Last month, the Department of Justice released its Annual First Step Act Report, wherein the DOJ describes its ongoing efforts to implement the First Step Act’s changes to the Bureau of Prisons’ operations, including how the agency is calculating and awarding earned time credits to inmates, determining an inmate’s recidivism rate, and increasing employment and training opportunities to inmates.
As reflected in the report, as of January 2022, there were 76, 399 inmates participating in programs that award earned time credits, 6,100 of those inmates were released, and of the 9,791 inmates released under the FSA, only 15% re-offended. This recidivism rate is significantly lower than the average rate of 43% among the BOP population.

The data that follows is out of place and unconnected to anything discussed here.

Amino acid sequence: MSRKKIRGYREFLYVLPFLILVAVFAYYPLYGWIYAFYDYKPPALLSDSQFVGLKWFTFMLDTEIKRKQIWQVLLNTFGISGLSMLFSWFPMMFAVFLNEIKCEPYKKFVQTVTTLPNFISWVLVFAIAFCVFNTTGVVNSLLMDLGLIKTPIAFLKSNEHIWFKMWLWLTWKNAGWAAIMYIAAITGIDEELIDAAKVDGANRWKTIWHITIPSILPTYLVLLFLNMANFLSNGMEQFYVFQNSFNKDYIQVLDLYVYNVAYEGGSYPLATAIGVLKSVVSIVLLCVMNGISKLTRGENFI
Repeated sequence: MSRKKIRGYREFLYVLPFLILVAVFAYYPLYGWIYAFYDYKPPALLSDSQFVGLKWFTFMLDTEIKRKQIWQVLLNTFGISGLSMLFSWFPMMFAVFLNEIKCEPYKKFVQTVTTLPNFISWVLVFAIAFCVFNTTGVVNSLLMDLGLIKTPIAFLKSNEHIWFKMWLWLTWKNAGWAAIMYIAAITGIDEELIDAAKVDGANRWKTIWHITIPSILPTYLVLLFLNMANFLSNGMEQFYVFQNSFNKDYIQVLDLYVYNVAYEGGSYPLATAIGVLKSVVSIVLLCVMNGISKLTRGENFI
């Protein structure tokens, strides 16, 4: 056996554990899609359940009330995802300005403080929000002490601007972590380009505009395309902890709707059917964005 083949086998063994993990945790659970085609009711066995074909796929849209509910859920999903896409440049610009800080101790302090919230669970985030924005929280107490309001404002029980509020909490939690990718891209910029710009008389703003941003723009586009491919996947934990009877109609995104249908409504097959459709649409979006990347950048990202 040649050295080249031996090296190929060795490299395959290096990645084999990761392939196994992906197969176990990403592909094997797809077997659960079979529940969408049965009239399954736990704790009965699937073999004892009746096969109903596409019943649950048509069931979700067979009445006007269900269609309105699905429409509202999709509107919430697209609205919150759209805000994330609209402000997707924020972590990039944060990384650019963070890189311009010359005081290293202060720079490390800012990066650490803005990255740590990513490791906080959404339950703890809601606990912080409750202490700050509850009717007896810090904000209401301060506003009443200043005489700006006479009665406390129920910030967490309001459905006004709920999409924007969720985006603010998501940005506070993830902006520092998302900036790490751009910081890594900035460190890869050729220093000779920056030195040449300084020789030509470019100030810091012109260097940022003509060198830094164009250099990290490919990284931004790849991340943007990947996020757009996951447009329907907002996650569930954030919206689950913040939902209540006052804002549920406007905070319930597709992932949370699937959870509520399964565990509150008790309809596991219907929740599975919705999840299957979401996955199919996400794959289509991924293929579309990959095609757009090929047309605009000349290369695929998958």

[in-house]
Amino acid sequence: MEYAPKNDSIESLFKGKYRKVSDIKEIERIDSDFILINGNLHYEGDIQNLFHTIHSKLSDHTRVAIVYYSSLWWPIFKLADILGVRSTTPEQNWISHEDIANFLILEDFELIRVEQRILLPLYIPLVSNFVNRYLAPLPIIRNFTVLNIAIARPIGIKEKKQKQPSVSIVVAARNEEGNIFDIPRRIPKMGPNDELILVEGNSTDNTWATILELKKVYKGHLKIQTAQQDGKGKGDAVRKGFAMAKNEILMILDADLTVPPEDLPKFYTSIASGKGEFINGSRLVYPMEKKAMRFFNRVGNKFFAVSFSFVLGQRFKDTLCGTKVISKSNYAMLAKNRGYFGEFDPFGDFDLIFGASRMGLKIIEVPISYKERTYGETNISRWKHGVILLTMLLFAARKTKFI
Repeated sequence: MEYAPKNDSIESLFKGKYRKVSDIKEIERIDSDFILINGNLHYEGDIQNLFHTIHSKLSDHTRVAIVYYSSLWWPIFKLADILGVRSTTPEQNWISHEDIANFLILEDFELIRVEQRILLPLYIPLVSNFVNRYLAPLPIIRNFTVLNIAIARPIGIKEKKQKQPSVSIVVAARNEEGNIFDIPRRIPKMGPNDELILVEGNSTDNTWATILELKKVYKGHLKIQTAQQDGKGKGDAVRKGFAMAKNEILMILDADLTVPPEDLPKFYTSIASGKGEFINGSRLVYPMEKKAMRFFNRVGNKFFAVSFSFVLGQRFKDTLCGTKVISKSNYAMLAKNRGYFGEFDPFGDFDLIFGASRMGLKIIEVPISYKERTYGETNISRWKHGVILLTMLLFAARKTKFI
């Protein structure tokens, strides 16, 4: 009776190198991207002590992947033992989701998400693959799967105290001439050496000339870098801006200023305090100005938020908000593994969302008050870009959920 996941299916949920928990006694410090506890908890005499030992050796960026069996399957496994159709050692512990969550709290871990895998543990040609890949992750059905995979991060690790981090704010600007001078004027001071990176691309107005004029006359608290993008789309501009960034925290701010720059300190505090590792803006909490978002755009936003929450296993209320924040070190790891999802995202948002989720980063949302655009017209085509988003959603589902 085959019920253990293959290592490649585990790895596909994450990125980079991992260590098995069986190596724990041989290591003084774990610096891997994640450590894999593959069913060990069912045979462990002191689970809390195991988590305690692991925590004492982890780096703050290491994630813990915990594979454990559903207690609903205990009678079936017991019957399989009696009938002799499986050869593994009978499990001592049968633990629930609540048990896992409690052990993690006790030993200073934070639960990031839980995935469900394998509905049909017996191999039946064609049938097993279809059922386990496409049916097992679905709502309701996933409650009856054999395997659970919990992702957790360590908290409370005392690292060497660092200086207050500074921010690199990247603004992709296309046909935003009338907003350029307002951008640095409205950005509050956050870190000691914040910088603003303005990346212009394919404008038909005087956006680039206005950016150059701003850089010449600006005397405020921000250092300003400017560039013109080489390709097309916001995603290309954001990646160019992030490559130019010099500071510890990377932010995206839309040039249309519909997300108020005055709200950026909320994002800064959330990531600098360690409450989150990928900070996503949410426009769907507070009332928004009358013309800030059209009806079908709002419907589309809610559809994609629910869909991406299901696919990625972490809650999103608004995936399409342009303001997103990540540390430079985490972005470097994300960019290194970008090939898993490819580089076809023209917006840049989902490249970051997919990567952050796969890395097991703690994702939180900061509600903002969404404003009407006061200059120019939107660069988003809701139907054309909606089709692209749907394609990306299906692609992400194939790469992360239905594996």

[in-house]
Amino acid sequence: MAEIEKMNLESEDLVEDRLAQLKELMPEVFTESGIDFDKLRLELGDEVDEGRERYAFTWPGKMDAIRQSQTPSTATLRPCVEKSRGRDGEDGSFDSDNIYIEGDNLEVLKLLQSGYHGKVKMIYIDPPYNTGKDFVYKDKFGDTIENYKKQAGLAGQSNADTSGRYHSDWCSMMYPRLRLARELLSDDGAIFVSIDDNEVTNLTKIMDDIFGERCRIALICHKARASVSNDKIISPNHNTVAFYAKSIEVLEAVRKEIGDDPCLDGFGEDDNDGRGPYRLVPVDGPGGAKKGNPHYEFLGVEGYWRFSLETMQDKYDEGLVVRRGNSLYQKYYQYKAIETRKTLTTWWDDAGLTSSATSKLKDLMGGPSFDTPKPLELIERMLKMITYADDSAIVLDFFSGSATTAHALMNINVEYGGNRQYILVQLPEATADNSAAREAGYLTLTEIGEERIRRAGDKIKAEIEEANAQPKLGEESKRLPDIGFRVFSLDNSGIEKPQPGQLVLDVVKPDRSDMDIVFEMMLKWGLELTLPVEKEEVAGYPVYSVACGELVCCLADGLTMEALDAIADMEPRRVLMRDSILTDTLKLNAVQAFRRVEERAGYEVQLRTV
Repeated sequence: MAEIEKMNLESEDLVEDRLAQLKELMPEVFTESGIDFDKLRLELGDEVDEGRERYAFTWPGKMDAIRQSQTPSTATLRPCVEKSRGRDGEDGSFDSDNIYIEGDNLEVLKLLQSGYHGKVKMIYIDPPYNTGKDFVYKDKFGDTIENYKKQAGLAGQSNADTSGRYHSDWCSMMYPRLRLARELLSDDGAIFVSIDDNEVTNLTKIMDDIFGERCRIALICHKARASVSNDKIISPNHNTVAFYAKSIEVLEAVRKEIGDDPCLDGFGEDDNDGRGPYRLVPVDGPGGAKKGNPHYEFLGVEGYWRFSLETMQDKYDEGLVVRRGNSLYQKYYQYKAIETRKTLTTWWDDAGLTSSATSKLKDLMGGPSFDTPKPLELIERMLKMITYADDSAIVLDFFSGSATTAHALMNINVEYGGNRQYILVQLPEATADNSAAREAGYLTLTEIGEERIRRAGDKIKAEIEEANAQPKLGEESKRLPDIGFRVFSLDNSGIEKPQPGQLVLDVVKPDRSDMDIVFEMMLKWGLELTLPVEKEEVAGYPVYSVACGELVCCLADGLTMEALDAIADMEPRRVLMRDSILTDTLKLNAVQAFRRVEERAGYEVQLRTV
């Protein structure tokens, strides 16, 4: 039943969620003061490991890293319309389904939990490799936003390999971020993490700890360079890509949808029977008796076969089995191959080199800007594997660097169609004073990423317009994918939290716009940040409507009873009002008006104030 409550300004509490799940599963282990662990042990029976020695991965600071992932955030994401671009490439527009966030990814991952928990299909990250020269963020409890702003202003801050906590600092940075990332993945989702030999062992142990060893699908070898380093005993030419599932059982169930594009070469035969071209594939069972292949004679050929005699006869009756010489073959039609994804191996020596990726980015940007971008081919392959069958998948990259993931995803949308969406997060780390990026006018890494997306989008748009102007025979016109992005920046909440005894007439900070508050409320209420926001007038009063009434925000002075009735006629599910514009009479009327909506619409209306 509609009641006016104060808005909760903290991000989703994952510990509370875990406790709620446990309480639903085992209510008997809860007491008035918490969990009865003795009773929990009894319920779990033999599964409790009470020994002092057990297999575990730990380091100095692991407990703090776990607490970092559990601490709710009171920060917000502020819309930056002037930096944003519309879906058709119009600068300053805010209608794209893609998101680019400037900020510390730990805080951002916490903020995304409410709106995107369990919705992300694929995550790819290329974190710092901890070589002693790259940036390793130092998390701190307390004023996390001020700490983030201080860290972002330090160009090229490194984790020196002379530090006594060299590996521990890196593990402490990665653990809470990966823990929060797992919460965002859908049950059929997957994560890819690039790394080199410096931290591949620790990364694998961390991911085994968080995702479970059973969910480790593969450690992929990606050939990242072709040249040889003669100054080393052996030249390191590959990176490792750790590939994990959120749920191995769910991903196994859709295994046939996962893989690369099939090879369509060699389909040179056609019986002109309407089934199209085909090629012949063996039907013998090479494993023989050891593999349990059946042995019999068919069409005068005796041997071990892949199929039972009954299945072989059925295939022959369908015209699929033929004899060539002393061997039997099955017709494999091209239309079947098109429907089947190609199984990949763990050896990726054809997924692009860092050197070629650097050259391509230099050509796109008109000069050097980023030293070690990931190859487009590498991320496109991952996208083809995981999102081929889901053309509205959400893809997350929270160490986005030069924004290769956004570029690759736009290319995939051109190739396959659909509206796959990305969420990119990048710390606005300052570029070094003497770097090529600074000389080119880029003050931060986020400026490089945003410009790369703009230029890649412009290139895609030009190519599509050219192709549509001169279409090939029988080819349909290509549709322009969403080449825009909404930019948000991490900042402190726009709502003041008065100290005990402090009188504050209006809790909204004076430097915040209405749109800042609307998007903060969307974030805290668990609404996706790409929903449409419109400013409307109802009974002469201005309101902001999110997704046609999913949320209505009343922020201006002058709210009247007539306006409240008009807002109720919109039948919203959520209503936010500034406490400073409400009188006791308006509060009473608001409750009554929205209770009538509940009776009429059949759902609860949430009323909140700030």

The Sentencing Commission also released a report, updating its Compassionate Release Data Report. The report reflects trends in compassionate release grants, which have slowed down as the COVID-19 pandemic has entered another phase. Between October 2019 and September 2021, 3,867 offenders granted compassionate release, reflecting that compassionate release motions were granted only 17% of the time. The data also shows that inmates who had been serving longer had a higher success rate than inmates at the beginning of their sentence. The report also details which districts had the lowest and highest rates for granting and denying compassionate release motions, and the significant disparities between districts even within the same state.